Write to Market

I belong to a wonderfully supportive writer’s group where, over the years, we have struck a balance between supporting each other and offering constructive criticism to help each other improve our craft and our manuscripts. It is a multi-genre group, primarily fiction, but with poets and non-fiction.

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This week, John Putnam, one of our most successful authors, who has written several historical Western novels about the Gold Rush, explained how having taken our prior comments into account, is keeping a specific action scene. He had given it some thought and decided that it aligns with his target audience. None of us generally read Western novels and I admire how he has stuck to his guns (probably Colt 45’s or a trusty Winchester!) and, while considering our advice, has stayed focused on what his readers want and expect.

At the same meeting, a wonderful colleague mentioned how she thought some of my female characters in Kingfisher: Slave to Honor were too dark for her taste. It is a fair point and I am wondering about balancing her feedback with the fact that this manuscript is meant for a Grimdark / adult Medieval Fantasy audience (think Joe Abercrombie, Brent Weeks, George R.R. Martin). 

The concept of Write-to-Market is to know who your target audience – your readers – are and what they expect. Your mother might not like it even though she still claims you’re the greatest author ever, but then she does not buy other novels in your genre.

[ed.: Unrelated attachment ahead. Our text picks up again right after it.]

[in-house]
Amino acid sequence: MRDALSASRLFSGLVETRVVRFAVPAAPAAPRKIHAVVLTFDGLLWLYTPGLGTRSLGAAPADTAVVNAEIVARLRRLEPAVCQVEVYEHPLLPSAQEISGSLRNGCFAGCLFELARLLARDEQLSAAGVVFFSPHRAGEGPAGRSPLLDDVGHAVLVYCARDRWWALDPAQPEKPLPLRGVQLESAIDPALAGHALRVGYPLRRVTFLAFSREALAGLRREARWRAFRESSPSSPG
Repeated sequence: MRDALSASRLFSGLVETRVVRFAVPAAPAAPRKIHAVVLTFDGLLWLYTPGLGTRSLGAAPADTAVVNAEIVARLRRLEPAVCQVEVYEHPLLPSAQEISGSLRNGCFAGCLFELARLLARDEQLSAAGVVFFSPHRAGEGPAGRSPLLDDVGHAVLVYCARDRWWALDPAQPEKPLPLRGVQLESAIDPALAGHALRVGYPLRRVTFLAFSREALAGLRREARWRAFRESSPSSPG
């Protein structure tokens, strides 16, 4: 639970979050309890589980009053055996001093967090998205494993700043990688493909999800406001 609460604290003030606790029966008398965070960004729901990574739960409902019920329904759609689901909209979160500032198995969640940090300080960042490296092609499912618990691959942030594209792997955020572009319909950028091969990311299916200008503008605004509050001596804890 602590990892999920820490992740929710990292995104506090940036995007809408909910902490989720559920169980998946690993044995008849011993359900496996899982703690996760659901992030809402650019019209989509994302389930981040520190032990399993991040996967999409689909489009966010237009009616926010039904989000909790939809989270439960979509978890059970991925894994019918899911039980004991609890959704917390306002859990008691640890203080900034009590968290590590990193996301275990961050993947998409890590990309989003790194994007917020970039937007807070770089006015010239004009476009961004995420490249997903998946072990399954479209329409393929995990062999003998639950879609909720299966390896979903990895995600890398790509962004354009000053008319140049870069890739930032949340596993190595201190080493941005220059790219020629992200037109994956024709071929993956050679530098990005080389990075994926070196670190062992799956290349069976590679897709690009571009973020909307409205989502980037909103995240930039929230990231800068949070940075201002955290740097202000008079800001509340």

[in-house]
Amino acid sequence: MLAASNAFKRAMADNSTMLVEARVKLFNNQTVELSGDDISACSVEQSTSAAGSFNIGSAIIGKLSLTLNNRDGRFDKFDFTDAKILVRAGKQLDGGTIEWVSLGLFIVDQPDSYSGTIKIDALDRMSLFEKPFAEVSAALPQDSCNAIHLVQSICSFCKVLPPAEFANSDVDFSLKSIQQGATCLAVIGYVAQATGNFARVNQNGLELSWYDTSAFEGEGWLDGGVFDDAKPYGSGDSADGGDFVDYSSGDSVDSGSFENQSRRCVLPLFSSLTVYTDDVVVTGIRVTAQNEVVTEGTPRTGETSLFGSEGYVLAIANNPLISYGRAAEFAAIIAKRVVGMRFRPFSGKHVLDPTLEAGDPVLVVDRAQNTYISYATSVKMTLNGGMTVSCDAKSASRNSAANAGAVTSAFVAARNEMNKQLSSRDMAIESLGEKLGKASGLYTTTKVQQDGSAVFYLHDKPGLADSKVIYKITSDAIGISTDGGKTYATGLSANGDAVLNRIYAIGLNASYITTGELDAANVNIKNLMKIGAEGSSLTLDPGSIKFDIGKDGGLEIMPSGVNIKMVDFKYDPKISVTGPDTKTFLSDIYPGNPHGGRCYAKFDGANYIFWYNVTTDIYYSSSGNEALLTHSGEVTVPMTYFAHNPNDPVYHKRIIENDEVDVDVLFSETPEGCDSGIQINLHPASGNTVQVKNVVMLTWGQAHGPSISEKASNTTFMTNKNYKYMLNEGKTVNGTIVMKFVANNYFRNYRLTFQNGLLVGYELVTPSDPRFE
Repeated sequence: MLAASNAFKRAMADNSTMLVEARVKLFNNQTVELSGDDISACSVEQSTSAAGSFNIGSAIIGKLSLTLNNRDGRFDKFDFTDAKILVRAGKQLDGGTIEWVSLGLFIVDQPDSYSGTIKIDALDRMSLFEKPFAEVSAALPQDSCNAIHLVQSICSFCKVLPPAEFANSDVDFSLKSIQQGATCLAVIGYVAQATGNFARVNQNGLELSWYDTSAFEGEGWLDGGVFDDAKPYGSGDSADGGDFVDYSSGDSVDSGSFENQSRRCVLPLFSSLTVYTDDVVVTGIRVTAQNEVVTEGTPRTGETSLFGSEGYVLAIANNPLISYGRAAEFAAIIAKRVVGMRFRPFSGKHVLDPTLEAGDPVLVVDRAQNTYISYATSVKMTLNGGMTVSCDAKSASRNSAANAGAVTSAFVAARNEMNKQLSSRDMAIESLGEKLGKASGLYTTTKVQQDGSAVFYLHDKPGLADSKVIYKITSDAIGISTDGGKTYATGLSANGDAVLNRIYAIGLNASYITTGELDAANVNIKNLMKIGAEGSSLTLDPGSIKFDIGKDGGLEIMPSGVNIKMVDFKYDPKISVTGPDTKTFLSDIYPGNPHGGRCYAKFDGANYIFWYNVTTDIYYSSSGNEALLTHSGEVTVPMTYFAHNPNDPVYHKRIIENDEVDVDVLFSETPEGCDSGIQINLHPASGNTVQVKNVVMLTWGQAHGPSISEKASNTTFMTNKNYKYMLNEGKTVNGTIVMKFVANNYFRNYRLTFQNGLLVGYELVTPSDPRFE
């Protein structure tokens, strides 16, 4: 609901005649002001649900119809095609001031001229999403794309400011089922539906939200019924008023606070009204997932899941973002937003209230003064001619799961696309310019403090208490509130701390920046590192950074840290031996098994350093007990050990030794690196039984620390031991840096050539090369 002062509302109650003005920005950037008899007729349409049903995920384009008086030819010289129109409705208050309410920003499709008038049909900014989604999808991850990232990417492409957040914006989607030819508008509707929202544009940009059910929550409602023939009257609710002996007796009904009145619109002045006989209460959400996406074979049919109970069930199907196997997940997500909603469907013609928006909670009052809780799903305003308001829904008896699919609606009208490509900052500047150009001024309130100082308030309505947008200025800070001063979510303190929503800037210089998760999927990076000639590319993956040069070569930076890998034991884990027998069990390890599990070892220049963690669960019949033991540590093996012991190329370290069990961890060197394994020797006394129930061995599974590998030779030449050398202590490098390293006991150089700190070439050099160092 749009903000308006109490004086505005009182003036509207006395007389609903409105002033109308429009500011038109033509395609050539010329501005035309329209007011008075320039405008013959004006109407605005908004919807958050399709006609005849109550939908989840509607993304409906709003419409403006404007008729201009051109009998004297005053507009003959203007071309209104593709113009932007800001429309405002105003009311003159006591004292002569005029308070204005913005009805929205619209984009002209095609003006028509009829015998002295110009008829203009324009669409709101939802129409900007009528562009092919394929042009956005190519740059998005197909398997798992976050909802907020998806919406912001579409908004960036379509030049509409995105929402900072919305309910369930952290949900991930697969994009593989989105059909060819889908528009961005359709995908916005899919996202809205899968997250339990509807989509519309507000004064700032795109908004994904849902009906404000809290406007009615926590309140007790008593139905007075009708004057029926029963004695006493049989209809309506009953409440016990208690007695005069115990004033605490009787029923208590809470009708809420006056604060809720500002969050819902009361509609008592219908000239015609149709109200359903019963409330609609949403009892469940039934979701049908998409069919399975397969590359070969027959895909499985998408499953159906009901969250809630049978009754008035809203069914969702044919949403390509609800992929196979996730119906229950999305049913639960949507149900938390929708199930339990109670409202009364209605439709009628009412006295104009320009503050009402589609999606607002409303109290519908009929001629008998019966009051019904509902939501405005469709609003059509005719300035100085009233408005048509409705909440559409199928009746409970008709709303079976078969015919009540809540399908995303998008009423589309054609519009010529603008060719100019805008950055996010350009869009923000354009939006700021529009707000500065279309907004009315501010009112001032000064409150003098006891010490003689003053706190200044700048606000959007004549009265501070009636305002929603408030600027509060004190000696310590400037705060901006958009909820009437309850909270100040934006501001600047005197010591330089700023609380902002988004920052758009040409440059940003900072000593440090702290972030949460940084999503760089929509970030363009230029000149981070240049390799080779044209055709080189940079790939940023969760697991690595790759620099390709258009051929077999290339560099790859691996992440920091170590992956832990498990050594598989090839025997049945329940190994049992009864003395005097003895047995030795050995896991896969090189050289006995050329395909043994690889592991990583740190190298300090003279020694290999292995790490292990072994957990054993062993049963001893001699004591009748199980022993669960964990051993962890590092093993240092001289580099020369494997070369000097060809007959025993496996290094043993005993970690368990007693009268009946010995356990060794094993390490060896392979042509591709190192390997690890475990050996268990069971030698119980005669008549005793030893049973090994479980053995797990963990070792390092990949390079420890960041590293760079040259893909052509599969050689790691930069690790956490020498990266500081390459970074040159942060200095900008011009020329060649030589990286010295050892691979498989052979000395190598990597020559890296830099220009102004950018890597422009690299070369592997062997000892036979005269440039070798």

I listen to many podcasts, read marketing books and articles, hopefully by successful authors as I try to fathom my way through the ever-changing tools available to market the Wycaan Master series. A commonality among these authors is the need to write for those who read your books. It sounds simple, but I’ve lost count of writers who have assured me that everyone would love their novel – and I ran a writer’s marketing group for years for the California Writers Club and spoken to various forums on the topic.

It is incumbent to understand who are reading your genre, where they hang out, and what they want. How do we find that out? Here are a couple of ideas:

  1. Goodreads – the Facebook of bibliophiles has groups dedicated to genres. Hang out there and don’t just sell your books, ask good questions to mine for data you really want.
  2. Follow Successful Authors – choose 3-5 authors who are several rungs ahead of you and follow them. Check out their website, subscribe to their newsletters, follow them on twitter and, read their books (buy them – they rely on royalties just like you).
  3. Kindle Boards – I feel a bit hypocritical here because I only go there when I want an answer to something. But I am always so impressed by the enthusiasm and honesty of those who hang out there.
  4. Survey – solicit your contact list for advice. I did this years ago when The First Decree was published and learned a lot about who was reading my novel and how popular the Young Adult epic fantasy is with adults.

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I hope this blog post has inspired you to focus on your target audience and take the time to research before you invest time and money in certain marketing tactics. It has helped me. I am planning a survey of Grimdark / adult Medieval Fantasy readers. If you’re a member of the tribe, I hope you’ll participate.

Good Writing,

Alon / elfwriter 

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Alon Shalev is the author of the 2013 Eric Hoffer YA Book Award winner, At The Walls of Galbrieth, and five other Wycaan Master books all released by Tourmaline Books.